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Thu May 10, 2012, 04:28 AM

Demand your liberties before they are taken

Last week was a busy one for Attorney-General Nicola Roxon and a dangerous one for the citizens of this nation.

Ms Roxon announced on May 4 that she wanted to give law enforcement agencies the power to bug phones and intercept emails for up to six months, and on the same day she, and her junior minister Jason Clare, announced a series of agreements with the US secretary of homeland security Janet Napolitano on data sharing.

SNIP

When it comes to national security and sharing data with other nations, the need for protections, safeguards and redress by individuals wronged should be of paramount importance because the consequences for them and their family of being entangled in that shadowy and brutal world can be life-threatening.

Yet both of Ms Roxon's announcements seem not important enough for the media to pursue. They are too interested in the short-term low-hanging fruit of former Labor MP Craig Thompson and the Speaker Peter Slipper.

http://www.abc.net.au/unleashed/4002944.html


We shouldn't be too surprised at this - look how tamely Labor rolled over when the Howard government wanted to pass laws that allowed children to be interrogated without either a parent or a lawyer present. But given the propensity of both ASIO and the AFP to get things terribly wrong, these laws are very disturbing.

And as Greg Barnes says, the media are simply not bothering. It's much more titillating to salivate over the sexual scandals of MPs.

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Reply Demand your liberties before they are taken (Original post)
Matilda May 2012 OP
Esra Star May 2012 #1
Matilda May 2012 #2

Response to Matilda (Original post)

Thu May 10, 2012, 07:16 PM

1. Bread and circuses

I'm afraid that the de-addling of the corporate brain of Australia and the human race
is a long slow process.
I suppose we are more civilised today than we were back then, but sometimes it seems that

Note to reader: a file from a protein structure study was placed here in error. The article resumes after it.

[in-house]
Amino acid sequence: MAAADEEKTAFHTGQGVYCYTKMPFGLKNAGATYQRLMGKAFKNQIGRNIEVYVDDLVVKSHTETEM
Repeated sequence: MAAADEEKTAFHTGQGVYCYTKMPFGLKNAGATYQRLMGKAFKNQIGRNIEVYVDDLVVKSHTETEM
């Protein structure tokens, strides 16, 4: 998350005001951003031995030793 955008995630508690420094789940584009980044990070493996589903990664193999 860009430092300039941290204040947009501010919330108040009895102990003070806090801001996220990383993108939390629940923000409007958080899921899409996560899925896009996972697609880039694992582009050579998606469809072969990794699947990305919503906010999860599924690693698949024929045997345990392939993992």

we are going backwards.
In the end we have to be satisfied with what we can do, and do it.
And try not to become a part of the problem ourselves.
Cheers

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Response to Matilda (Original post)

Tue May 15, 2012, 11:35 PM

2. War on privacy: committee sends Roxon back to drawing board

As Attorney-General Nicola Roxon prepares to head to the United States to further integrate Australia’s role in the War on Terror into the American security apparatus, the powerful Joint Committee on Intelligence and Security has knocked back her terms of reference for an inquiry into the further widening of intelligence-gathering laws, including the controversial data retention proposal.

(snip)

Roxon’s piece for The Australian today was a peculiar piece of national security proselytism, using the “Underwear Bomber Mark II” and his “sophisticated new bomb technology” as the basis for a “call for constant vigilance”. In fact, the most recent Yemeni “underwear bomber” plot was, like most domestic terrorist plots “thwarted” by the FBI in the US, a creation of governments — the “bomber” appears to have been an agent working for western and Saudi intelligence services who initiated the plot himself and elicited support for it from al-Qaeda operatives.

(snip)

However, Roxon uses this as the pretext for calling for a range of expansions in security and intelligence powers. She wants to ensure “that Australia has a wide array of tools to assist law enforcement to prevent, detect and disrupt organised crime online” (the inevitable child p-rnography got a mention) and “improving the quality and quantity of evidence of cyber crime that we have access to by joining the US in acceding to the European Convention to Cybercrime”.

Did you spot that sleight of hand there? “Improving the quality and quantity of evidence” in the context of the European Convention on Cybercrime means giving foreign governments access to your telephone and internet user data. And we haven’t yet acceded to the convention because the government’s bill to enable it — which, embarrassingly, had to be redrafted because it would have actually prevented accession — is still before the Senate, after the government’s effort to rush the bill through parliament came unstuck amid complaints not merely from civil liberties groups and online activists, but ISPs who would have to foot the bill for it.

http://www.crikey.com.au/2012/05/16/war-on-privacy-committee-sends-roxon-back-to-drawing-board/

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